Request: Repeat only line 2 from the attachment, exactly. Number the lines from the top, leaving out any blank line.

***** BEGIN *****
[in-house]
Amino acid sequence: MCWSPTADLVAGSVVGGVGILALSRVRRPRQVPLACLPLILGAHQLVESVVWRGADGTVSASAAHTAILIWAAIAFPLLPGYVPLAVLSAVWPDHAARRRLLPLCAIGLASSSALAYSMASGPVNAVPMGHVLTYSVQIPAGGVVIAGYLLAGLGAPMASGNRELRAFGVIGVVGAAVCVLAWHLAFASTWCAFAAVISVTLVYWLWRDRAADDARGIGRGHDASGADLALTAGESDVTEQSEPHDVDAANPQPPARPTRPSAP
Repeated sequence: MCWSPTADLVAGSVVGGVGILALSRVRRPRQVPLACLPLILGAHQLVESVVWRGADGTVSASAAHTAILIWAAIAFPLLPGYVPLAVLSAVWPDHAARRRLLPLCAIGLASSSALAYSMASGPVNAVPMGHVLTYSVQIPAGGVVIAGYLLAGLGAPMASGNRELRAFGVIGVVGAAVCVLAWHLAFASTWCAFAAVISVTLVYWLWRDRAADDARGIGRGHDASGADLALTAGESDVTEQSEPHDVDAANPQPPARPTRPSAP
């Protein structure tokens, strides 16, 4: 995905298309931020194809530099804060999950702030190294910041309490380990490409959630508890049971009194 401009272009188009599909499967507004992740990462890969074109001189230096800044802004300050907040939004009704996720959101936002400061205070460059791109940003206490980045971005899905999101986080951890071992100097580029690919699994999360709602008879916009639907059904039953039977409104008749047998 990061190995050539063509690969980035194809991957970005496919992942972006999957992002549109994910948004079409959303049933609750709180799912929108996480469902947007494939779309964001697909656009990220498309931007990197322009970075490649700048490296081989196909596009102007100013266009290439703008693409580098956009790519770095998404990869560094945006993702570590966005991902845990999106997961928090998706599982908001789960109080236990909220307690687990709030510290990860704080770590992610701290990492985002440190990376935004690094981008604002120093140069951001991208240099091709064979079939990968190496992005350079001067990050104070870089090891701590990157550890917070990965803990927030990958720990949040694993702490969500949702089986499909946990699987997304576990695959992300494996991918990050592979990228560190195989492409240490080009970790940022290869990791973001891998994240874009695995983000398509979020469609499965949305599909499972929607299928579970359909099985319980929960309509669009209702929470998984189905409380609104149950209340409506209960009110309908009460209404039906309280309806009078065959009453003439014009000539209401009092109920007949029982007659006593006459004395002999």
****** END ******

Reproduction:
Amino acid sequence: MCWSPTADLVAGSVVGGVGILALSRVRRPRQVPLACLPLILGAHQLVESVVWRGADGTVSASAAHTAILIWAAIAFPLLPGYVPLAVLSAVWPDHAARRRLLPLCAIGLASSSALAYSMASGPVNAVPMGHVLTYSVQIPAGGVVIAGYLLAGLGAPMASGNRELRAFGVIGVVGAAVCVLAWHLAFASTWCAFAAVISVTLVYWLWRDRAADDARGIGRGHDASGADLALTAGESDVTEQSEPHDVDAANPQPPARPTRPSAP